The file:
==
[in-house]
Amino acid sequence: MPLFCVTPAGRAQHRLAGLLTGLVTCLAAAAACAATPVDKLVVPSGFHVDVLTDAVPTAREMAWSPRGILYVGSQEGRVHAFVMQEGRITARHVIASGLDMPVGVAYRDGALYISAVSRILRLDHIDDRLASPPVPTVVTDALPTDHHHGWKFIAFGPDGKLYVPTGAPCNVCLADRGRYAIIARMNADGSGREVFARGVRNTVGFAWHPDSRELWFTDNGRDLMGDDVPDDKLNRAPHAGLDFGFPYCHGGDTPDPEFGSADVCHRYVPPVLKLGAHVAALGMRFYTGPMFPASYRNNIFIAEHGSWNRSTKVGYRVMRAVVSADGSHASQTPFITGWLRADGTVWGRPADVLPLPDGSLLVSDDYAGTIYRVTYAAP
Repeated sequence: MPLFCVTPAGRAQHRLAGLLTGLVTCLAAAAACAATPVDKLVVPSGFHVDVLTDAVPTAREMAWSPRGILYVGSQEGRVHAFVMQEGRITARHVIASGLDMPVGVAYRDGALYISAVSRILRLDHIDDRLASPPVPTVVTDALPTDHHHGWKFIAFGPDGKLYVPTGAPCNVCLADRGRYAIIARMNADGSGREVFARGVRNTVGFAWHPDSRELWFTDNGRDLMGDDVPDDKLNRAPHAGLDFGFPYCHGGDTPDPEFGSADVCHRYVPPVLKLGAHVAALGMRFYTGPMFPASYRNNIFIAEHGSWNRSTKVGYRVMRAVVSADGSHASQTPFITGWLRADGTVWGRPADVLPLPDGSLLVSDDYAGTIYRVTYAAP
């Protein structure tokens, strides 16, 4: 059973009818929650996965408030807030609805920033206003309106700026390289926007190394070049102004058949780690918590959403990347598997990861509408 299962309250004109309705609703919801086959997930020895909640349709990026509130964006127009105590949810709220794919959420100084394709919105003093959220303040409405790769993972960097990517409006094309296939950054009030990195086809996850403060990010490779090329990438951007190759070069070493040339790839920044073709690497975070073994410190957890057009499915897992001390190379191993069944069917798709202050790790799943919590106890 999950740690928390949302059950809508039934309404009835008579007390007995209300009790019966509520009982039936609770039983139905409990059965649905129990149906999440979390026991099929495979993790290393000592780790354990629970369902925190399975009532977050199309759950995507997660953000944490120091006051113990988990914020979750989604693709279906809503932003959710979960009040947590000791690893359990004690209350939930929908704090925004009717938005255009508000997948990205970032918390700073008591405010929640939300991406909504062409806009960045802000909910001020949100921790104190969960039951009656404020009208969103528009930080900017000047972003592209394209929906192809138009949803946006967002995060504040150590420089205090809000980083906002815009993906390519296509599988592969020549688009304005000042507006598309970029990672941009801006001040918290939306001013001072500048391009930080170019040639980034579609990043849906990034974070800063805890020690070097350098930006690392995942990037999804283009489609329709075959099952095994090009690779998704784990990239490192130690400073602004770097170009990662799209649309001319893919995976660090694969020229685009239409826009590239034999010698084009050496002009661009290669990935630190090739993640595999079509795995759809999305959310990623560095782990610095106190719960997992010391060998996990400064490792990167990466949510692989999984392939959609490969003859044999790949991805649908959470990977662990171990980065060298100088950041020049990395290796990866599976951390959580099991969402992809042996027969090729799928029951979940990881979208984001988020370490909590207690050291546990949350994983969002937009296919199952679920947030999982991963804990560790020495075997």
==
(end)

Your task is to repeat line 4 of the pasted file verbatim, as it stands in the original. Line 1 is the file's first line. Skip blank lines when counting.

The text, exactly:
């Protein structure tokens, strides 16, 4: 059973009818929650996965408030807030609805920033206003309106700026390289926007190394070049102004058949780690918590959403990347598997990861509408 299962309250004109309705609703919801086959997930020895909640349709990026509130964006127009105590949810709220794919959420100084394709919105003093959220303040409405790769993972960097990517409006094309296939950054009030990195086809996850403060990010490779090329990438951007190759070069070493040339790839920044073709690497975070073994410190957890057009499915897992001390190379191993069944069917798709202050790790799943919590106890 999950740690928390949302059950809508039934309404009835008579007390007995209300009790019966509520009982039936609770039983139905409990059965649905129990149906999440979390026991099929495979993790290393000592780790354990629970369902925190399975009532977050199309759950995507997660953000944490120091006051113990988990914020979750989604693709279906809503932003959710979960009040947590000791690893359990004690209350939930929908704090925004009717938005255009508000997948990205970032918390700073008591405010929640939300991406909504062409806009960045802000909910001020949100921790104190969960039951009656404020009208969103528009930080900017000047972003592209394209929906192809138009949803946006967002995060504040150590420089205090809000980083906002815009993906390519296509599988592969020549688009304005000042507006598309970029990672941009801006001040918290939306001013001072500048391009930080170019040639980034579609990043849906990034974070800063805890020690070097350098930006690392995942990037999804283009489609329709075959099952095994090009690779998704784990990239490192130690400073602004770097170009990662799209649309001319893919995976660090694969020229685009239409826009590239034999010698084009050496002009661009290669990935630190090739993640595999079509795995759809999305959310990623560095782990610095106190719960997992010391060998996990400064490792990167990466949510692989999984392939959609490969003859044999790949991805649908959470990977662990171990980065060298100088950041020049990395290796990866599976951390959580099991969402992809042996027969090729799928029951979940990881979208984001988020370490909590207690050291546990949350994983969002937009296919199952679920947030999982991963804990560790020495075997």